Egypt's, biggest listed company, Orascom Construction Industries announced a 28 percent drop in net income for the second quarter on Thursday, most caused by start-up costs at its Algerian and U.S. fertilizer plants.
Net income fell to $119.4 million from $165.2 million last year, OCI said in a statement, which also blamed the drop on a higher effective tax rate from a bigger contribution to earnings from its European operations. The net income figure was in line with the average forecast from 13 analysts polled by the company.
OCI announced a $1.4 billion fertilizer investment in the United States late on Wednesday, in which its wholly owned subsidiary Iowa Fertilizer Company would build a new greenfield nitrogen fertilizer production plant to supply increased needs for customers in the U.S. corn belt.
“As a result of the drop in yields and the need to increase acreage, we expect strong demand for fertilizer products in the upcoming harvesting season and we expect prices to remain firm for the remainder part of the year,” Chairman Nassef Sawiris said in a statement on Thursday.
The OCI Fertilizer Group is already a top fertilizer producer, with a production capacity which will exceed 7.0 million metric tons in 2012. The state of Iowa Governor, Terry Branstad, welcomed OCI in a statement, saying: “Their project is the largest investment ever made in our state.”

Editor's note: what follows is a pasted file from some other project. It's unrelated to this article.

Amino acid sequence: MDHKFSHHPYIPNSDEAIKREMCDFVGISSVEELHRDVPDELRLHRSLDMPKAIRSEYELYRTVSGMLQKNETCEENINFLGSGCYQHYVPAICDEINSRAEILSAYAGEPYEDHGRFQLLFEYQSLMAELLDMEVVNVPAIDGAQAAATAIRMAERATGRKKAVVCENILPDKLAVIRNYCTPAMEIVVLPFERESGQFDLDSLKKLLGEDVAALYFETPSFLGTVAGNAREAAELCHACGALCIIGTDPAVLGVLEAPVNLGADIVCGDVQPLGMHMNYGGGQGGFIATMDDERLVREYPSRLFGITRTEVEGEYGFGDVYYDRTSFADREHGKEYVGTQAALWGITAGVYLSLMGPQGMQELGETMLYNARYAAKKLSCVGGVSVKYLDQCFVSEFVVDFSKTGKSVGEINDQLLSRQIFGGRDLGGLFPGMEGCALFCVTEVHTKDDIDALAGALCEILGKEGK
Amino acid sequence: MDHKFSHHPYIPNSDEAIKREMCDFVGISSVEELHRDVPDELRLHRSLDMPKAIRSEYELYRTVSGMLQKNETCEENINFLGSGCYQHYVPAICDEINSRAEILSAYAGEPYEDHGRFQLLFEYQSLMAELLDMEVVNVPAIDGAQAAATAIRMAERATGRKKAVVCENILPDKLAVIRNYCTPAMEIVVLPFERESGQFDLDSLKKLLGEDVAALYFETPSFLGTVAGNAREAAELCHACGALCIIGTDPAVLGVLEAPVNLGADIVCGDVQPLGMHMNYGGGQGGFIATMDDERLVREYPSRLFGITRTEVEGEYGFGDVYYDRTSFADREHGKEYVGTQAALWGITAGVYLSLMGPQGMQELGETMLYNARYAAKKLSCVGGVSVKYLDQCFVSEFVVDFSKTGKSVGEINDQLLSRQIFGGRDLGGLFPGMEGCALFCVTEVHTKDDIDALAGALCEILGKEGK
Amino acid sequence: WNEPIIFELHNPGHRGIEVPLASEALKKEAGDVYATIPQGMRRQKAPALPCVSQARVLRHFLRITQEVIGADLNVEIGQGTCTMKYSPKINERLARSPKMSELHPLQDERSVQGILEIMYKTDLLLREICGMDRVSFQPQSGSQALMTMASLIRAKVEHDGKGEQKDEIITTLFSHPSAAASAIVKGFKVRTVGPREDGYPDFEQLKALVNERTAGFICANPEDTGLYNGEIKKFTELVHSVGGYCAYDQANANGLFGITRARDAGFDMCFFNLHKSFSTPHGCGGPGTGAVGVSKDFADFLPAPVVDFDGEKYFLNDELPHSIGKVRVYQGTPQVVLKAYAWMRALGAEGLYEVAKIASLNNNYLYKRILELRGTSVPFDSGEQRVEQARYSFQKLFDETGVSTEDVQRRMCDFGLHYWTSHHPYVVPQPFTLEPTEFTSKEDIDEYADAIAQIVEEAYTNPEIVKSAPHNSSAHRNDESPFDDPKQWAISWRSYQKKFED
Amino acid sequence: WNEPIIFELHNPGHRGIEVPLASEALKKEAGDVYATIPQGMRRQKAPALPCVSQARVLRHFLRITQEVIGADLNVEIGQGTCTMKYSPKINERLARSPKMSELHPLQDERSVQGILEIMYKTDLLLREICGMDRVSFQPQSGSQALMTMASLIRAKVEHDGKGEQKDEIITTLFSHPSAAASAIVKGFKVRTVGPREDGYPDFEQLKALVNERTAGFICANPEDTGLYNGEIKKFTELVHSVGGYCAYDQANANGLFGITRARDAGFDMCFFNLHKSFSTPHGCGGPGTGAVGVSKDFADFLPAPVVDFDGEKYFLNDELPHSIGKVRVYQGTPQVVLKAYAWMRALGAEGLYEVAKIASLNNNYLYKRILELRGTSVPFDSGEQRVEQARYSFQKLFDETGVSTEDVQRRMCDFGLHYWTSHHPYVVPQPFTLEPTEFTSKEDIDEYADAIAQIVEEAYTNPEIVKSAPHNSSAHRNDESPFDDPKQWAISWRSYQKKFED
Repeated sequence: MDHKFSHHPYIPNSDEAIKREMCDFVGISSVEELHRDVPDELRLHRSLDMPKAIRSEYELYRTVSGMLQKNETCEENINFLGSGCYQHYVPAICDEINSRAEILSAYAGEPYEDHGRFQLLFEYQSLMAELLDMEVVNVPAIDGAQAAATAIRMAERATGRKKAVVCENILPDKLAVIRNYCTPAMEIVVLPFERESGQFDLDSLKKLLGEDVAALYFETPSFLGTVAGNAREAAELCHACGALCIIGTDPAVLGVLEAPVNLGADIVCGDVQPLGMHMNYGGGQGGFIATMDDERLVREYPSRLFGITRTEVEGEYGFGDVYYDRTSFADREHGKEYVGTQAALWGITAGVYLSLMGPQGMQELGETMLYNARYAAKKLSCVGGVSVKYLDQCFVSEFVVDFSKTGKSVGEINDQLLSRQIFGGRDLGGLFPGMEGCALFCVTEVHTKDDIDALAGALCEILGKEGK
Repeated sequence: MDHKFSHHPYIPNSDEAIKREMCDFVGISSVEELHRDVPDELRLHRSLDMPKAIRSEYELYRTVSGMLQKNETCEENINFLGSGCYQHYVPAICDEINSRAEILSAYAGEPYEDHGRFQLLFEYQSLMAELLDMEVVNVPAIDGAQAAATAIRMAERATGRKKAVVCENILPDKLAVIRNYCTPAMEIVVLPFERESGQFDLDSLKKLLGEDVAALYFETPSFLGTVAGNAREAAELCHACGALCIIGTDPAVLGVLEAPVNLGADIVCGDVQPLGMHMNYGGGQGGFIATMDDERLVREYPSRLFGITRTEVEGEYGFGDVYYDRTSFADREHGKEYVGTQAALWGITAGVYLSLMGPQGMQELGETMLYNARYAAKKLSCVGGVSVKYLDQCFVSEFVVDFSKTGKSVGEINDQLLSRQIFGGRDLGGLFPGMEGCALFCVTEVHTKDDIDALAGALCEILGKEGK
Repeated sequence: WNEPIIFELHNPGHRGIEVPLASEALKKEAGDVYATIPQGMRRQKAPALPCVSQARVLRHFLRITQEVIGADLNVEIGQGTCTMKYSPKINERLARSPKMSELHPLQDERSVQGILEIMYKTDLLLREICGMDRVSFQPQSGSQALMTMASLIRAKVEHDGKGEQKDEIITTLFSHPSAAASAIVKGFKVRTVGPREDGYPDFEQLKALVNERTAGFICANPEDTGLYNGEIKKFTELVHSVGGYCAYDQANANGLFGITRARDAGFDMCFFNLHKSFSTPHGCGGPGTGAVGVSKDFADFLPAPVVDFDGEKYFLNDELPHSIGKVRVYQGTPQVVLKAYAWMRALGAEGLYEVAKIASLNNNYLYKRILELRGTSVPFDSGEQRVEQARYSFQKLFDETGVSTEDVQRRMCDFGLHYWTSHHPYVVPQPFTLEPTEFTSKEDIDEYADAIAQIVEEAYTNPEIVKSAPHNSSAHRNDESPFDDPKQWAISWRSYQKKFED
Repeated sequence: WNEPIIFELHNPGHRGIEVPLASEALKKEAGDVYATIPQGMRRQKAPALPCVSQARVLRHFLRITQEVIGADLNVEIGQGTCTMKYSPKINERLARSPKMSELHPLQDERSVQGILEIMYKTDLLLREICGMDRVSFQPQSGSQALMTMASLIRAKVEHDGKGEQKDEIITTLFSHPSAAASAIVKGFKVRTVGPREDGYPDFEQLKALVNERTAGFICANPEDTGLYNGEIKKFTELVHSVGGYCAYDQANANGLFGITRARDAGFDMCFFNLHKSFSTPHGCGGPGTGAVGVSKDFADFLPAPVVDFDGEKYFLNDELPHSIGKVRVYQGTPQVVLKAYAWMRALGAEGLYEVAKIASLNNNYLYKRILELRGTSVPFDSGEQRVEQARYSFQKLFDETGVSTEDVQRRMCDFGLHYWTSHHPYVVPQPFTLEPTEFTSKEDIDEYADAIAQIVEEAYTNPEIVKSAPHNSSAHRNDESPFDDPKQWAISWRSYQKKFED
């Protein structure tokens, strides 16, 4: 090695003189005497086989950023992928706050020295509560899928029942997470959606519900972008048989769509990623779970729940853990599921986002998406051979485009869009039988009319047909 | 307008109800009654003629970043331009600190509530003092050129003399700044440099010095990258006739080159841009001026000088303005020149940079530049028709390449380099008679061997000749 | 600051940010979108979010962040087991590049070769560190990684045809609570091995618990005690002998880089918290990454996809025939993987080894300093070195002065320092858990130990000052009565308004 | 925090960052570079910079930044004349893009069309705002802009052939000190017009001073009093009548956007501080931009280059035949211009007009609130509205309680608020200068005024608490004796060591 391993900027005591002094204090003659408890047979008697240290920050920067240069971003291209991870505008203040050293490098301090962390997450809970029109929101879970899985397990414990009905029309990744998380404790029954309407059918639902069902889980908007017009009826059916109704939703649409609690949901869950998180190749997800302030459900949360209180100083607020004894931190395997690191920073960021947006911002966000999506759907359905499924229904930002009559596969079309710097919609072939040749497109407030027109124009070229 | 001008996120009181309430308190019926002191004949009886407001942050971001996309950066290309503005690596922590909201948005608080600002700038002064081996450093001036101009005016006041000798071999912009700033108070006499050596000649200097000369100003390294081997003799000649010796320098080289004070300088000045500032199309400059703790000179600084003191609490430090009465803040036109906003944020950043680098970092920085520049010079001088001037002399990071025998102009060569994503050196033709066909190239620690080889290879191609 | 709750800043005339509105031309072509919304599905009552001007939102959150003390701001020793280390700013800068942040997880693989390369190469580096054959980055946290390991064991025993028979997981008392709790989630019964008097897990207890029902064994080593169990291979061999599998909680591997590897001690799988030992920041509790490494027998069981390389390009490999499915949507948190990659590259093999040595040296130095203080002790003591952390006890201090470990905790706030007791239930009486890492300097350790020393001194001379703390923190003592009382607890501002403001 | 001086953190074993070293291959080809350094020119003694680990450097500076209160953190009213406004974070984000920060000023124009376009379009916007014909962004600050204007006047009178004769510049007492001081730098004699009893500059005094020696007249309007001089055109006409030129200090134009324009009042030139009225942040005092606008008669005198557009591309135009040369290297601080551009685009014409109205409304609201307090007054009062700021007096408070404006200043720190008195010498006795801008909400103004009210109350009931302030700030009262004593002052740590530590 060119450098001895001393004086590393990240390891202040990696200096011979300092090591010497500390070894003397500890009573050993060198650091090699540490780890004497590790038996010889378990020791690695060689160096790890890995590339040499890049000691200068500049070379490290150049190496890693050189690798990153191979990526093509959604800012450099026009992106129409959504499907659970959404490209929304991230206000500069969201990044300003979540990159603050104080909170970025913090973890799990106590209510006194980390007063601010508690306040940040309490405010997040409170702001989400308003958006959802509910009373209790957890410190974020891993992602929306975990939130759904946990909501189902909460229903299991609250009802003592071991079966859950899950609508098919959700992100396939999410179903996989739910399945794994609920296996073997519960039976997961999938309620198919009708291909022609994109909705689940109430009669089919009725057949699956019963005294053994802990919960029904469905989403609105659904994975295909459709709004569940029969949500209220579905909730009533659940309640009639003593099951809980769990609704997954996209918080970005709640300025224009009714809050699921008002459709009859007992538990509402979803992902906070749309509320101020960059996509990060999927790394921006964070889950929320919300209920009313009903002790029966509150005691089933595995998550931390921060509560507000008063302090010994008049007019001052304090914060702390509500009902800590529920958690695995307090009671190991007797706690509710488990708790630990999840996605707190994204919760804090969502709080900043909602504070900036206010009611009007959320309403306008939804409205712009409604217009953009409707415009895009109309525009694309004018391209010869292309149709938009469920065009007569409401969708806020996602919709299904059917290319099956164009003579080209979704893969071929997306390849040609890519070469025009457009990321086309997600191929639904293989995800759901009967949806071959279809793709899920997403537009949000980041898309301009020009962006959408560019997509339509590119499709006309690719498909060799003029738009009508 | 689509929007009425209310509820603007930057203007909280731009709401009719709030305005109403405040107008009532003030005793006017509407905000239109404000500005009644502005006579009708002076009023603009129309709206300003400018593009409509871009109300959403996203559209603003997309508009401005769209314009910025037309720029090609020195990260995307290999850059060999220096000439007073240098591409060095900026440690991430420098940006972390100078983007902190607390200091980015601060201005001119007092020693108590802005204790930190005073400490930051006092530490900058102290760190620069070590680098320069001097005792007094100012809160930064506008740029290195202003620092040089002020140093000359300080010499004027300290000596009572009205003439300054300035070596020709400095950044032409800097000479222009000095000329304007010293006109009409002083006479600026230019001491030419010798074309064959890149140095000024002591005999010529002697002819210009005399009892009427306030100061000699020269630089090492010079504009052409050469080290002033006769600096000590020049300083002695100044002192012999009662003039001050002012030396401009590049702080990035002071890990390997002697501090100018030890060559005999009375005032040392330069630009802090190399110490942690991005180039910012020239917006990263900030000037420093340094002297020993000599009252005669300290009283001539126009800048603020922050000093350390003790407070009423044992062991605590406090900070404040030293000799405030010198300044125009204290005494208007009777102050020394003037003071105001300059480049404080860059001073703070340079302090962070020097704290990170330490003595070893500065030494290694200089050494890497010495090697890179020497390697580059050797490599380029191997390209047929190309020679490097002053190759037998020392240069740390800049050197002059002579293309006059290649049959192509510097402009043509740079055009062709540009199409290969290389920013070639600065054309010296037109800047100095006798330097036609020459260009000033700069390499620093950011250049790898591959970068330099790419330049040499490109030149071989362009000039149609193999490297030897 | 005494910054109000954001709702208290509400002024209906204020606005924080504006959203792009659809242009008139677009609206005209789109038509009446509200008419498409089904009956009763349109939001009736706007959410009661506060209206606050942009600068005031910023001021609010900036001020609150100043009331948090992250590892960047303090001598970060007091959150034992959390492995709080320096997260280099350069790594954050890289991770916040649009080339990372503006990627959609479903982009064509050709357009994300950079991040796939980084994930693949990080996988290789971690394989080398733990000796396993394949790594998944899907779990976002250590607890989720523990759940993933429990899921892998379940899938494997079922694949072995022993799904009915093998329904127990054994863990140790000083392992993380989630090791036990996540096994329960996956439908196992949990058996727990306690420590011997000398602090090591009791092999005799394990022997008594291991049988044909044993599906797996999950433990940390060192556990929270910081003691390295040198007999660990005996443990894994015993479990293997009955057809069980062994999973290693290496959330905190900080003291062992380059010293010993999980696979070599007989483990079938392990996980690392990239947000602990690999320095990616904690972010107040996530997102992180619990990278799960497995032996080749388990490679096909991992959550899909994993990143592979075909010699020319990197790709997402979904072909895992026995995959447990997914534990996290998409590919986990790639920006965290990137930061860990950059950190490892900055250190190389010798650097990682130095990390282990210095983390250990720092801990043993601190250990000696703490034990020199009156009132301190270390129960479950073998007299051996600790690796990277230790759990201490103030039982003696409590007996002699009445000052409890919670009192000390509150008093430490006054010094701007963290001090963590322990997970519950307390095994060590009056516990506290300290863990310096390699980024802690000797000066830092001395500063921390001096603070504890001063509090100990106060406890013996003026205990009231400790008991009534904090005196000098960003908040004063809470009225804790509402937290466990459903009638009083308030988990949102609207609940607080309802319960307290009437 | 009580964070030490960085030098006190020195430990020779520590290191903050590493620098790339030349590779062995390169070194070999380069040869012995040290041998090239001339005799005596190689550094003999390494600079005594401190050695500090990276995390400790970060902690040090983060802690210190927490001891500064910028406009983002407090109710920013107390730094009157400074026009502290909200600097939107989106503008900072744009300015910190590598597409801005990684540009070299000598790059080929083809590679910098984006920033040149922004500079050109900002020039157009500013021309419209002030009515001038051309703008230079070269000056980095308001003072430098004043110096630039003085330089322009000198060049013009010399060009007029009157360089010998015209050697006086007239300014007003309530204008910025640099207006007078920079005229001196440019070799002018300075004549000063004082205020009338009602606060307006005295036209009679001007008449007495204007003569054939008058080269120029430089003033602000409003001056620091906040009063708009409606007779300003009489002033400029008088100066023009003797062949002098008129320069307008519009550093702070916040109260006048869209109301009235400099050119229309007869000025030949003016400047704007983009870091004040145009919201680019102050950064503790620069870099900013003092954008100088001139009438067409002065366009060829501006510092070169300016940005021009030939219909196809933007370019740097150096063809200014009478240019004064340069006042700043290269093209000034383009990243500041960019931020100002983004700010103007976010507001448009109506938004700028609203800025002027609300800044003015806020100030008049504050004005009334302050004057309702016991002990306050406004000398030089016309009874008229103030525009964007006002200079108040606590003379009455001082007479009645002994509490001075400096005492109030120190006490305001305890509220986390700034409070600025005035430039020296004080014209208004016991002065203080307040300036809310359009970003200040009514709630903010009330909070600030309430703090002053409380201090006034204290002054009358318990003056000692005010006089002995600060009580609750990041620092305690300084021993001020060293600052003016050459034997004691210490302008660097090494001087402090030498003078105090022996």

OCI also said it expected its new Sorfert Algeria business to begin exports this month, and that its Egyptian Fertilizer Company had completed a stoppage to overcome bottlenecks.
OCI, which employs more than 72,000 people in 35 countries around the globe, has sought to attract projects from across the Middle East to offset a slowdown at home since Egypt's leader was ousted in 2011.
With Turkish groups among its main rivals in the Gulf, OCI's competitiveness was blunted by a 20 percent increase in the Egyptian pound's value against the Turkish lira over two years.
Earnings before interest, tax, depreciation and amortization at the construction business represented 11 percent of sales, down from 13 percent a year earlier, the company said. Revenue fell 8.5 percent to $1.349 billion, below the average analyst forecast of $1.427 billion.
OCI said its construction business would increase its focus on infrastructure programs in Saudi Arabia and Iraq after reporting a 9.2 percent decline in its consolidated backlog from the first quarter to $5.89 billion.
Sawiris said the company was continuing with plans to split of OCI's fertilizer and construction businesses, which he expected to be completed towards the end of the year.